Youâ€™re having a bad day, and a friend tells you to smile more. You sneer at them, you both laugh, and everything is instantly better. Your friend may not know it, but his or her advice is not only true, it’s proven. In fact, a lot of the everyday beliefs that make life sound so simple have been scientifically proven.
In the end, life is all about friends and family
No one on their deathbed ever regretted not spending more time at work. After recording the last words of dying patients, a nurse discovered that not spending enough time with family and friends was one of the leading regrets on the deathbed. Various studies have found that the more time you spend with family and friends, the happier you are and that relationships are worth $100,000 a year in terms of life satisfaction.
Smile, itâ€™s good for you
As a child, you were probably told that smiling was better for you than frowning – and itâ€™s true. In a study, Michigan State University found that smiling can alleviate the pain of an upsetting situation and improve your mood. Smiling has also been found to improve our attention and help people perform better on cognitive tasks.
Helping others makes you healthier
Countless religions (and now science) teach that helping others will help you to help yourself. A recent study by the University of North Carolina found that the type of happiness that comes from helping others and having a larger purpose in life (eudaimonic happiness) makes the human body produce more antibodies than other types of happiness. Around 100 hours a year is the optimal time we should dedicate to others.
Accepting things outside of your control reduces suffering
Buddhism teaches that one must accept things that our outside of our control in order to reduce suffering. The Journal of Happiness compared the life satisfaction of older adults living with assistance and those living independently. They found that the participants who moved into care were actually happier because they had adapted and accepted what they could not change.
â€œGetting your hands dirtyâ€ can combat depression
This old saying is supposed to encourage you to take part in unpleasant work – what if we took it in a literal sense? Breathing in the smell of dirt can actually have similar effects to antidepressant drugs. Bacteria in the soil known as mycobacterium vaccae stimulate the release of extra serotonin in the brain. Low levels of serotonin cause depression. After being treated with the bacteria, cancer patients reported increases in their quality of life.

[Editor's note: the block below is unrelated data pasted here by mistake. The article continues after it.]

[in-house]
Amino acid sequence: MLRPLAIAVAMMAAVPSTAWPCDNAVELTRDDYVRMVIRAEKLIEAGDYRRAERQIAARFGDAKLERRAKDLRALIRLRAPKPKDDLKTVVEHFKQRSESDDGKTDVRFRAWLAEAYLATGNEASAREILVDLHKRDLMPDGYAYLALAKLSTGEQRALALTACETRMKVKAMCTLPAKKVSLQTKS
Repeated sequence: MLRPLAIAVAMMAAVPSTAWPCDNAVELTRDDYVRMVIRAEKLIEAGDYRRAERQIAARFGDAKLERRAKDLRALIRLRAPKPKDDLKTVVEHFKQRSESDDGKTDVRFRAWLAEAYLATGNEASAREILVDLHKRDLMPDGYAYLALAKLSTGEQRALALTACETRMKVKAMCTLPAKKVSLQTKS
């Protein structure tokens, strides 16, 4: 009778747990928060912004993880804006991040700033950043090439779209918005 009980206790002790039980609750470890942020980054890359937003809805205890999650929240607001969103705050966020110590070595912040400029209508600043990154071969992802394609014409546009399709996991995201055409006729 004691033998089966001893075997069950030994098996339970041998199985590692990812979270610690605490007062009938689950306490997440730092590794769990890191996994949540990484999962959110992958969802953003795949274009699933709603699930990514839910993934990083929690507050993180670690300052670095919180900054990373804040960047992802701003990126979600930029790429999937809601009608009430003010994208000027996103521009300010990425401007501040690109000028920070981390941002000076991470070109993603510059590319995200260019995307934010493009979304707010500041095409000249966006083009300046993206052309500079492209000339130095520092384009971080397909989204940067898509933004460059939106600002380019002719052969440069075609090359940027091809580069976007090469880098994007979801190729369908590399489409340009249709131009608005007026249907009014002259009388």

Youâ€™re happiest when youâ€™re among nature
Getting to know nature is encouraged by just about every belief system. Science has proven that youâ€™re happiest when youâ€™re outside rather than inside. According to Oska University, happiness is maximised at 13.9 degrees centigrade, or 57 degrees fahrenheit. Other meteorological effects, such as humidity and wind speed have little effect on happiness.
We need the support of a community to flourish
Communities have long been the basis of human development. Even now, scientists recognise that we need the support of a community to flourish and survive. A study by Brigham Young University and University of North Carolina found that people who maintain strong social relationships had a 50% increased likelihood of survival. Community can have more positive and negative effects on health than exercise and obesity.
Tai chi can help treat age-related health issues
The ancient Chinese martial art of Tâ€™ai Chi has been practiced for hundreds of years because of itâ€™s supposed health benefits. Now, various studies have found that the defense training also helps to prevent and treat many age-related health problems, including arthritis, low bone density and heart disease.
Meditation reduces stress
After an eight-week course of meditation, scientists found that the ancient technique rewires the brain. Parts of the brain associated with compassion and self-awareness grew, while parts associated with stress shrank.
Compassion is key to a meaningful life
Metta is a Buddhist tradition that means â€œloving-kindness.â€ Itâ€™s expressed through a form of meditation in which you cultivate loving-kindness and compassion towards yourself, the ones you love and all sentient beings. Studies have found that those who practice â€œloving-kindnessâ€ are happier and have deeper sense of mindfulness.
Being thankful is good for you
You were always told to be thankful as a child and now, scientists think saying thanks can help you live longer. Studies by the Journal of Happiness have found that expressing gratitude can increase your happiness and life satisfaction as well as decrease symptoms of depression.
Love is everything
All you need is love. In a massive study, Harvard researchers followed the lives of 268 men over 75 years to try and discover what made life worth living. The most meaningful finding was that a happy life revolves around finding and keeping love.